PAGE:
Blackledge v. United States

447 A.2d 46 (1982)

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Blackledge v. United States

District of Columbia Court of Appeals
447 A.2d 46 (1982)

  • Written by Sharon Feldman, JD

Facts

Ann Fleury’s purse was stolen. A gasoline credit card in the name of Fleury’s husband was in the purse. Ervin Blackledge (defendant) had a gasoline attendant fill his tank and presented Fleury’s credit card for payment. The attendant found the card on a list of bad cards and told Blackledge he would have to pay cash. Blackledge tried to leave, but an officer blocked Blackledge’s path. Blackledge claimed the person who had given him the credit card assured him the card had not been stolen and could be used to purchase gasoline. Blackledge was convicted of receiving stolen property and attempted false pretenses. On appeal, Blackledge argued that the evidence was insufficient to prove intent and that, because Blackledge presented the credit card after the gasoline was pumped into the car, the government (plaintiff) could not prove the element of reliance on a misrepresentation required for attempted false pretenses.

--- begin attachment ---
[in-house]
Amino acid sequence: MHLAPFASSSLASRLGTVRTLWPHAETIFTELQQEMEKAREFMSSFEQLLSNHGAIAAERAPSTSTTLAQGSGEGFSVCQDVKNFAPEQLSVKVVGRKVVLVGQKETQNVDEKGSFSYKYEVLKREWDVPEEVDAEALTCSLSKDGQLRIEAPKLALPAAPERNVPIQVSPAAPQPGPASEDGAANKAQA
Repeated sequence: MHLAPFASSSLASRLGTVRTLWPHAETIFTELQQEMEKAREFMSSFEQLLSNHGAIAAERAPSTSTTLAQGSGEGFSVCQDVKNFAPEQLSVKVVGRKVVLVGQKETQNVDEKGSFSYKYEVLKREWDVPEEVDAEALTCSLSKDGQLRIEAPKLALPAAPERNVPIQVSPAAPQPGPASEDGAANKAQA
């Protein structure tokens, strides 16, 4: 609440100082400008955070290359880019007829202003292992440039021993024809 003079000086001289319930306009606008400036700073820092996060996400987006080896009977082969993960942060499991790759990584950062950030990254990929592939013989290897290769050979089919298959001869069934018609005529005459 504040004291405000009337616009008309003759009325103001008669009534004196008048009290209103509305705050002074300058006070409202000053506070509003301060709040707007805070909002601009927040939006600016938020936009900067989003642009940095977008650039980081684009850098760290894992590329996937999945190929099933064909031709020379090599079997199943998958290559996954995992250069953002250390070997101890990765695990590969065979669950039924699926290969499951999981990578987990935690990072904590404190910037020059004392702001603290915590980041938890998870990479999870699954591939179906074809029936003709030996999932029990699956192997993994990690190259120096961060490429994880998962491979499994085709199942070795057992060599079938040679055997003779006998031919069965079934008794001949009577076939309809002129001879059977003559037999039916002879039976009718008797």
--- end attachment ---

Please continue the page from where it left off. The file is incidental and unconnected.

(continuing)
Rule of Law

Issue

Holding and Reasoning (Gallagher, J.)

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